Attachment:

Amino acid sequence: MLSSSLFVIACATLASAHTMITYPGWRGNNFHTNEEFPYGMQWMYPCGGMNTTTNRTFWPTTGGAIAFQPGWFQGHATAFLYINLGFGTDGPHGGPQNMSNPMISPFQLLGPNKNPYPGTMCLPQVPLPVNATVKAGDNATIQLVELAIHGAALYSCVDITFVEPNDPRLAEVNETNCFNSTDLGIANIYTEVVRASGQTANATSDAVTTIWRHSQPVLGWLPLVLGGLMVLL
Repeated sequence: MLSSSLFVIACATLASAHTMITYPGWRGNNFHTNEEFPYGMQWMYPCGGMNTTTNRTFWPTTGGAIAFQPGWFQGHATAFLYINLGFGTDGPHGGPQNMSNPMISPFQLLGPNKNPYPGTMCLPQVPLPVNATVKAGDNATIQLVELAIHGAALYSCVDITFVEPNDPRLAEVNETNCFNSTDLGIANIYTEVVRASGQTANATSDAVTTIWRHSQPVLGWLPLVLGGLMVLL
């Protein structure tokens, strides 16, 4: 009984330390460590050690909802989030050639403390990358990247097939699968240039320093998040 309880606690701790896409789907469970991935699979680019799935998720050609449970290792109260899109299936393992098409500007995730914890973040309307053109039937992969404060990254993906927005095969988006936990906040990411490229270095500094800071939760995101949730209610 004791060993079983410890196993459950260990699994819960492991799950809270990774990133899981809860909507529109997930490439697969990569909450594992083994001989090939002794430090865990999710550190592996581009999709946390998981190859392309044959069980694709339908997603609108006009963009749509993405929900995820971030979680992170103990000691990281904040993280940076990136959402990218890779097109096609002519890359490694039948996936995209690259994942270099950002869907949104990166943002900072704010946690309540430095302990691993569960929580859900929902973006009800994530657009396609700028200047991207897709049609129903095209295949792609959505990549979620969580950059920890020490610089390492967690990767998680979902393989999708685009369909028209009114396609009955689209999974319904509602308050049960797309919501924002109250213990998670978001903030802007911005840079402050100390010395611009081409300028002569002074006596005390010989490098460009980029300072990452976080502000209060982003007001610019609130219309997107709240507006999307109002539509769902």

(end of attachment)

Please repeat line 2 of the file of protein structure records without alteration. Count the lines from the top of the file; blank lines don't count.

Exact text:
Repeated sequence: MLSSSLFVIACATLASAHTMITYPGWRGNNFHTNEEFPYGMQWMYPCGGMNTTTNRTFWPTTGGAIAFQPGWFQGHATAFLYINLGFGTDGPHGGPQNMSNPMISPFQLLGPNKNPYPGTMCLPQVPLPVNATVKAGDNATIQLVELAIHGAALYSCVDITFVEPNDPRLAEVNETNCFNSTDLGIANIYTEVVRASGQTANATSDAVTTIWRHSQPVLGWLPLVLGGLMVLL